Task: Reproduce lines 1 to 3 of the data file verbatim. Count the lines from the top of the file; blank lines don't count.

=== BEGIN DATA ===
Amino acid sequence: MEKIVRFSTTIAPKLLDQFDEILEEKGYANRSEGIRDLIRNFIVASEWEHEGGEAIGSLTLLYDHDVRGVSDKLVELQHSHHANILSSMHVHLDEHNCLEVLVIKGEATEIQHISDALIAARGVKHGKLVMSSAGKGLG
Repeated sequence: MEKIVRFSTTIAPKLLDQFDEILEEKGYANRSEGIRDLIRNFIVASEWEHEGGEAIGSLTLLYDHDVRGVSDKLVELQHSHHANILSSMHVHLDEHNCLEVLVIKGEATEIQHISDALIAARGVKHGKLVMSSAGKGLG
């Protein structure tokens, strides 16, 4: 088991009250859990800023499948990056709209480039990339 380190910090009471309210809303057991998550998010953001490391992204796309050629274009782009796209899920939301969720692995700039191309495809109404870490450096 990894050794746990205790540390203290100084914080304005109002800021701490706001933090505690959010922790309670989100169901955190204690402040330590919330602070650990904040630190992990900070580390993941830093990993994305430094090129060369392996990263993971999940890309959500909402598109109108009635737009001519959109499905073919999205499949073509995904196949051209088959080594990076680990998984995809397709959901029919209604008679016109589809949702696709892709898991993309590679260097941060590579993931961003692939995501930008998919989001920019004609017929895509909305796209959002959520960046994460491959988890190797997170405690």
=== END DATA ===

Amino acid sequence: MEKIVRFSTTIAPKLLDQFDEILEEKGYANRSEGIRDLIRNFIVASEWEHEGGEAIGSLTLLYDHDVRGVSDKLVELQHSHHANILSSMHVHLDEHNCLEVLVIKGEATEIQHISDALIAARGVKHGKLVMSSAGKGLG
Repeated sequence: MEKIVRFSTTIAPKLLDQFDEILEEKGYANRSEGIRDLIRNFIVASEWEHEGGEAIGSLTLLYDHDVRGVSDKLVELQHSHHANILSSMHVHLDEHNCLEVLVIKGEATEIQHISDALIAARGVKHGKLVMSSAGKGLG
């Protein structure tokens, strides 16, 4: 088991009250859990800023499948990056709209480039990339 380190910090009471309210809303057991998550998010953001490391992204796309050629274009782009796209899920939301969720692995700039191309495809109404870490450096 990894050794746990205790540390203290100084914080304005109002800021701490706001933090505690959010922790309670989100169901955190204690402040330590919330602070650990904040630190992990900070580390993941830093990993994305430094090129060369392996990263993971999940890309959500909402598109109108009635737009001519959109499905073919999205499949073509995904196949051209088959080594990076680990998984995809397709959901029919209604008679016109589809949702696709892709898991993309590679260097941060590579993931961003692939995501930008998919989001920019004609017929895509909305796209959002959520960046994460491959988890190797997170405690």